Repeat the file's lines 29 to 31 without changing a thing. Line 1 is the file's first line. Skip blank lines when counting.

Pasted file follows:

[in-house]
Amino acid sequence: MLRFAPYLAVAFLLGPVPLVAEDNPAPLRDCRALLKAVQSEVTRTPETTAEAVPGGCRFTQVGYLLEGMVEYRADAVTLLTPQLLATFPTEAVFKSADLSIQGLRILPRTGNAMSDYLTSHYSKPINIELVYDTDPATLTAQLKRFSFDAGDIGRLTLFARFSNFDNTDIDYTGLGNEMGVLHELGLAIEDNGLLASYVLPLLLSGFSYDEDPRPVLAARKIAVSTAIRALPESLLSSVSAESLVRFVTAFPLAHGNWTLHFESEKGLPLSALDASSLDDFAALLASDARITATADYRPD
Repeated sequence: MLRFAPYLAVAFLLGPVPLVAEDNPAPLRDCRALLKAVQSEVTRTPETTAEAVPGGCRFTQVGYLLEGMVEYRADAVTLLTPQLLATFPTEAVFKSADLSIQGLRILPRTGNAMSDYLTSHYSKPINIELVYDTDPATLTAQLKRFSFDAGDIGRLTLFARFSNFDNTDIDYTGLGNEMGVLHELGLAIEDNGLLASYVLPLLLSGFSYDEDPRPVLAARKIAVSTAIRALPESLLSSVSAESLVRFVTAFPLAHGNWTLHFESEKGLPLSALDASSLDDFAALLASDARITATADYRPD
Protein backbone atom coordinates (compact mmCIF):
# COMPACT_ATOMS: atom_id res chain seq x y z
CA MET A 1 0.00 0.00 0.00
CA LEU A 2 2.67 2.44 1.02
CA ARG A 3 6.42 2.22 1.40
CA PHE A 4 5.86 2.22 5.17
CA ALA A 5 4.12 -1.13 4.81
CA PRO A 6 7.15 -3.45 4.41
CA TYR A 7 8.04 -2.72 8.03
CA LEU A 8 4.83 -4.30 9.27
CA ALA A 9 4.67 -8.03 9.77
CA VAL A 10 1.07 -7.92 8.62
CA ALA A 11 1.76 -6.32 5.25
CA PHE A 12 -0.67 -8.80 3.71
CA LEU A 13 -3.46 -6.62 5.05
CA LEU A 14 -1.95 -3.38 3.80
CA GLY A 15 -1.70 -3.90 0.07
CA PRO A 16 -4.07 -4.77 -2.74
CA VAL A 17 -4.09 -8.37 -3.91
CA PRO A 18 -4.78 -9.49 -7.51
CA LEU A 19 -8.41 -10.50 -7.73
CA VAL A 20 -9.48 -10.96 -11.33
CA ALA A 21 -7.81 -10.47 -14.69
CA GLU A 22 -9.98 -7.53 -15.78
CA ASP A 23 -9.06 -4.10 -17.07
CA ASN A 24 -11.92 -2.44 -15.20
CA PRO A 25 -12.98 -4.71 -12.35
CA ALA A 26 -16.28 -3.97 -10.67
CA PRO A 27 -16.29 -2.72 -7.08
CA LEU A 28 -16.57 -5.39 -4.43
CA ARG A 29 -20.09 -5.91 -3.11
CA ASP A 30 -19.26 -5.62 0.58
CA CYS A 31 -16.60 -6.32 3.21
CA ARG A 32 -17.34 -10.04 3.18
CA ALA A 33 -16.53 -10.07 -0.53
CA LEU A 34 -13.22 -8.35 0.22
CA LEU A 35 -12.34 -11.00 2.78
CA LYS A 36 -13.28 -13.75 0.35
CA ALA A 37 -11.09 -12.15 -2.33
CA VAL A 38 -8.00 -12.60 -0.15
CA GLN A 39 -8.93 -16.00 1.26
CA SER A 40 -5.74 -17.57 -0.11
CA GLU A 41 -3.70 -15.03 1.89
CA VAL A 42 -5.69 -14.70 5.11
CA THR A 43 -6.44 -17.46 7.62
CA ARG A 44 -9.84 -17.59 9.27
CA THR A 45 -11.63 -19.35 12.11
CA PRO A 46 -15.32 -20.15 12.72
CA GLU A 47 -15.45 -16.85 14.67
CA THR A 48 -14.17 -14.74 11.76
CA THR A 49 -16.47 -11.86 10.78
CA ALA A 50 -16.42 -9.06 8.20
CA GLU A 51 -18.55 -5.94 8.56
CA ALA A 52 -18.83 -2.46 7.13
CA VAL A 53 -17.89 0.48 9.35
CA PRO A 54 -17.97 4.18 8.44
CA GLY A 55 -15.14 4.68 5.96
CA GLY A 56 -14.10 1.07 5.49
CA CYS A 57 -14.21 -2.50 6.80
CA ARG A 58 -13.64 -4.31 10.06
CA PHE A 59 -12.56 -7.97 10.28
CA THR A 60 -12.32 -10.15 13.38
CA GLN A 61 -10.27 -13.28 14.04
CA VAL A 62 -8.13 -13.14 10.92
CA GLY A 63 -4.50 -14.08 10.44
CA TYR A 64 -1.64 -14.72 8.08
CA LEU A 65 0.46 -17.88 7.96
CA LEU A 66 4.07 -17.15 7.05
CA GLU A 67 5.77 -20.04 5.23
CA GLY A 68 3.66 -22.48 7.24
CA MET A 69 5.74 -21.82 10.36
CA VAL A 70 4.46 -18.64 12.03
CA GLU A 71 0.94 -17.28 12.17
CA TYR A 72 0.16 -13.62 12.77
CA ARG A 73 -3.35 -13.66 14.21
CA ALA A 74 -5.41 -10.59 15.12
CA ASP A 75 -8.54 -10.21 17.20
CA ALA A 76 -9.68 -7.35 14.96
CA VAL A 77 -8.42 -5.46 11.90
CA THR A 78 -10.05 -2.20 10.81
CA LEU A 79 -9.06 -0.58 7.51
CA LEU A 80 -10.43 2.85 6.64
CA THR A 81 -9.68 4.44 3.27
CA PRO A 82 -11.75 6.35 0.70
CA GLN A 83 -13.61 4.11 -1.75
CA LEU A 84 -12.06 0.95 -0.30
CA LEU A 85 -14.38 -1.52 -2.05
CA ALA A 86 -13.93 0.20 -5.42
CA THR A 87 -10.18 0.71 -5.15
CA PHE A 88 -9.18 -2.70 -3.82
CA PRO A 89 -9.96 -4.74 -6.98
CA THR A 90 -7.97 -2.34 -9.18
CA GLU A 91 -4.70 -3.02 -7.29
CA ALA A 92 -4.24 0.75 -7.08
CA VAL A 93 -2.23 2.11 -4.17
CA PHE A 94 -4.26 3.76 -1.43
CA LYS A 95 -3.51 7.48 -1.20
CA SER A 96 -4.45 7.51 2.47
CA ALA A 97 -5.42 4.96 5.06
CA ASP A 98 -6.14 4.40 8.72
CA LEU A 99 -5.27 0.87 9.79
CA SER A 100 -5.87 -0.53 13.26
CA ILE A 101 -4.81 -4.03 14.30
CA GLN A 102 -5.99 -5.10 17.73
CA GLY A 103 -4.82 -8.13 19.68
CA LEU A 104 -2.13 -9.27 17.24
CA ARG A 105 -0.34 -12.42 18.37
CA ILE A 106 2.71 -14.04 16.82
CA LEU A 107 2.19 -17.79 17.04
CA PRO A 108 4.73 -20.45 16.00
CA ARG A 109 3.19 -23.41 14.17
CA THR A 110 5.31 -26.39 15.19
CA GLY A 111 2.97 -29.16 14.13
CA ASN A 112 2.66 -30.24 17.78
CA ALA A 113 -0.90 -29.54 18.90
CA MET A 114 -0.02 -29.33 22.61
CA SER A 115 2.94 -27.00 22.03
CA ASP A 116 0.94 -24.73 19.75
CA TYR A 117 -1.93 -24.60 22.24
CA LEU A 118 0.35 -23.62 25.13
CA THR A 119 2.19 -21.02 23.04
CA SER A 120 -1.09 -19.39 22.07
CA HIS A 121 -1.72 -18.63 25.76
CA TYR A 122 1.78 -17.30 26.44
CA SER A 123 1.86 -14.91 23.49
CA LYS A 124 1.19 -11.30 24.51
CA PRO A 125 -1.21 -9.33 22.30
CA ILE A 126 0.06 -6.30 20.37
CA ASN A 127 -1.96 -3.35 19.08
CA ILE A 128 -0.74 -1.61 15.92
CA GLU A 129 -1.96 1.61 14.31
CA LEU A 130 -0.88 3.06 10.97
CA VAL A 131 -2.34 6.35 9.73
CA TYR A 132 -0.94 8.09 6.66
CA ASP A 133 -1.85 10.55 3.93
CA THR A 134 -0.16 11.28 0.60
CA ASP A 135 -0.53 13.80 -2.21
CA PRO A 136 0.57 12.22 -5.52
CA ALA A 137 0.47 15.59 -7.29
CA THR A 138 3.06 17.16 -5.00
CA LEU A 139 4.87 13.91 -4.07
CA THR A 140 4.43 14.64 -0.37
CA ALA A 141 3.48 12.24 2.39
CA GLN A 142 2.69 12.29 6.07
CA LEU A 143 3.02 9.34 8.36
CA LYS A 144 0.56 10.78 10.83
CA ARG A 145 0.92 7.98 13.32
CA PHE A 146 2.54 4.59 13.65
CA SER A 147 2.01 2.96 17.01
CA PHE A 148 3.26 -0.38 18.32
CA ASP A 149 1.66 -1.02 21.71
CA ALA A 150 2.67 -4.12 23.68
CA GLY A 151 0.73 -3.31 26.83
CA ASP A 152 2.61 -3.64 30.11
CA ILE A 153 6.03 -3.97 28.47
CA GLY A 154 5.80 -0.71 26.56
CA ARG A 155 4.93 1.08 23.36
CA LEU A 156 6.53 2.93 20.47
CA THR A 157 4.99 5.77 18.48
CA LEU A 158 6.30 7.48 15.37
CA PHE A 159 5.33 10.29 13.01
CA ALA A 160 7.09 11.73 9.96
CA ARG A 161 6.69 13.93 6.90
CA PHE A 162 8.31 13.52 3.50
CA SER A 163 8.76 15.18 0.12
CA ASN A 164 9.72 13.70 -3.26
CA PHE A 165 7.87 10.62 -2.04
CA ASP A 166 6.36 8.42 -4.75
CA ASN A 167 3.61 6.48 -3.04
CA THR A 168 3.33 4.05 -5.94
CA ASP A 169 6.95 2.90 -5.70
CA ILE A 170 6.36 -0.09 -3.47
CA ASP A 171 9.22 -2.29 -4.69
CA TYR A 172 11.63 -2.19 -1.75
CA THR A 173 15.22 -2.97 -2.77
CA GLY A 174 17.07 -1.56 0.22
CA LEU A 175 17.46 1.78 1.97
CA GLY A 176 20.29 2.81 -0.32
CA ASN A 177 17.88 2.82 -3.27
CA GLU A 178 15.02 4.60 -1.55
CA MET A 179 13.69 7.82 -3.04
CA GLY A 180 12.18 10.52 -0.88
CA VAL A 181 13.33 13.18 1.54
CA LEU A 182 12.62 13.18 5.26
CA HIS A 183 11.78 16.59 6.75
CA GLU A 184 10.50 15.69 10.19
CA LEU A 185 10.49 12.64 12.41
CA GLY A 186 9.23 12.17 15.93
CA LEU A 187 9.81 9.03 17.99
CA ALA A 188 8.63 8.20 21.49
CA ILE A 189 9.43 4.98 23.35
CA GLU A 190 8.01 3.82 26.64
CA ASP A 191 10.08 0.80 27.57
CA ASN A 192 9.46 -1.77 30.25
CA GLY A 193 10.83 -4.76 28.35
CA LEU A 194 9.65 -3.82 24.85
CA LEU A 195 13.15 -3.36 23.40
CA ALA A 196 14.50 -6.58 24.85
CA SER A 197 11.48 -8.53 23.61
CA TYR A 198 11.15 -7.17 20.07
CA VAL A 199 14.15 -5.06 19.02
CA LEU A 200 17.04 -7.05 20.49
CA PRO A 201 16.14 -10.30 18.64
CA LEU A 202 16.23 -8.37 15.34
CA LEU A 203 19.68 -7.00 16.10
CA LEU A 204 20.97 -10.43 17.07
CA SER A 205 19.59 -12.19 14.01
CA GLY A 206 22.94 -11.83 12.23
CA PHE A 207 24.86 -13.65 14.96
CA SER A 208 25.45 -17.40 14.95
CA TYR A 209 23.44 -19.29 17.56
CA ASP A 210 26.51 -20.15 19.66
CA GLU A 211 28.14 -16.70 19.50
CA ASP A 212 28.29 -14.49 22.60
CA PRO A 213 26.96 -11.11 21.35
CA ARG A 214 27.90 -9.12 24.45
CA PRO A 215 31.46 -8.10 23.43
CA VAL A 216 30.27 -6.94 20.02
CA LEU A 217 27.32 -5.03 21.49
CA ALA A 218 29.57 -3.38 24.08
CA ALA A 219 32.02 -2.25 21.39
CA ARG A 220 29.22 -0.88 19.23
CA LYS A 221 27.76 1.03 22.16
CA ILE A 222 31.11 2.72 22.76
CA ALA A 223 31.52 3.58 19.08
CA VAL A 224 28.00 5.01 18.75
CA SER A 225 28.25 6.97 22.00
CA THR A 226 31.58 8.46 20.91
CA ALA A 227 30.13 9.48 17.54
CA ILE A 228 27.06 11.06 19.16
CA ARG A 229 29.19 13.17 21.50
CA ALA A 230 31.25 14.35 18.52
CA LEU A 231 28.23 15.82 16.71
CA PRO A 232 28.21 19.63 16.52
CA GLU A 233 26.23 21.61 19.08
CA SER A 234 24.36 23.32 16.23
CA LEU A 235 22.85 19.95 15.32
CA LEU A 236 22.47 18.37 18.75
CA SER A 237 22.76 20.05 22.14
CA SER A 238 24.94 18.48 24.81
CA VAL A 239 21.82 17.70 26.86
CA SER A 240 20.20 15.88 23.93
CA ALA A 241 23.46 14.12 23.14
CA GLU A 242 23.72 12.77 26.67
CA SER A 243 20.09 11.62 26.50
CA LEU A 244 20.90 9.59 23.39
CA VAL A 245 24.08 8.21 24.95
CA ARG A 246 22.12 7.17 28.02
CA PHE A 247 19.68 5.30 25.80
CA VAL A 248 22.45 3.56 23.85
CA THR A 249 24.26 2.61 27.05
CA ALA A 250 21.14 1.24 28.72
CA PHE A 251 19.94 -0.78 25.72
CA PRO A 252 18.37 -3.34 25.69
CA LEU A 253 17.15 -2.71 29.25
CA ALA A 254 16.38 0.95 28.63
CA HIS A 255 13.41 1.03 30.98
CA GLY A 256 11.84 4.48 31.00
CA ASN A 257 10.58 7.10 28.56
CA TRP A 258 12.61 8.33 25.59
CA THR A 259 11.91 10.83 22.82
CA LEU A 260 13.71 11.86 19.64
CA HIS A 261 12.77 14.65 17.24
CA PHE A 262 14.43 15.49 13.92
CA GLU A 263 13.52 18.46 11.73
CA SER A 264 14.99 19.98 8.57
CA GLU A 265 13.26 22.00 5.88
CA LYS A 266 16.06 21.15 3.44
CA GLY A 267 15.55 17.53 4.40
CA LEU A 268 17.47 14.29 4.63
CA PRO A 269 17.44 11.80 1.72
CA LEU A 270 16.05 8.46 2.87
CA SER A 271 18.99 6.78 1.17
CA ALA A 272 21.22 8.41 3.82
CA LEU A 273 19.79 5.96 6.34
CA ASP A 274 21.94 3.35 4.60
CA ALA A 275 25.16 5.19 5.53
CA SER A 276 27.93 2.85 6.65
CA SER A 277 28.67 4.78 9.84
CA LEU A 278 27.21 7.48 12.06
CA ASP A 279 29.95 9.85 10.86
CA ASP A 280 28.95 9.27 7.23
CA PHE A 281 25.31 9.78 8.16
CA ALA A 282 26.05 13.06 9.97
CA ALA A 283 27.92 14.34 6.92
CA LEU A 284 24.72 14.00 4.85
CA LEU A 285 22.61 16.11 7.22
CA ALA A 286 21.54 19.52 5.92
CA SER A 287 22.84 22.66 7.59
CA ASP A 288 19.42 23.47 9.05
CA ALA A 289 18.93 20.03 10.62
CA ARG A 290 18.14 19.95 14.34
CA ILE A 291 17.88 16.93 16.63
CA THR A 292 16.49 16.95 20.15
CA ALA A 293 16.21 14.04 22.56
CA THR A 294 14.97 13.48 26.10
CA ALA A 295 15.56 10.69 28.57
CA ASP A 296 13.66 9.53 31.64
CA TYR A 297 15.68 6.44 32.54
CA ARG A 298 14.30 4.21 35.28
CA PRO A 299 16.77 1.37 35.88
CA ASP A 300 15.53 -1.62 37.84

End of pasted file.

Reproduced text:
CA ASN A 24 -11.92 -2.44 -15.20
CA PRO A 25 -12.98 -4.71 -12.35
CA ALA A 26 -16.28 -3.97 -10.67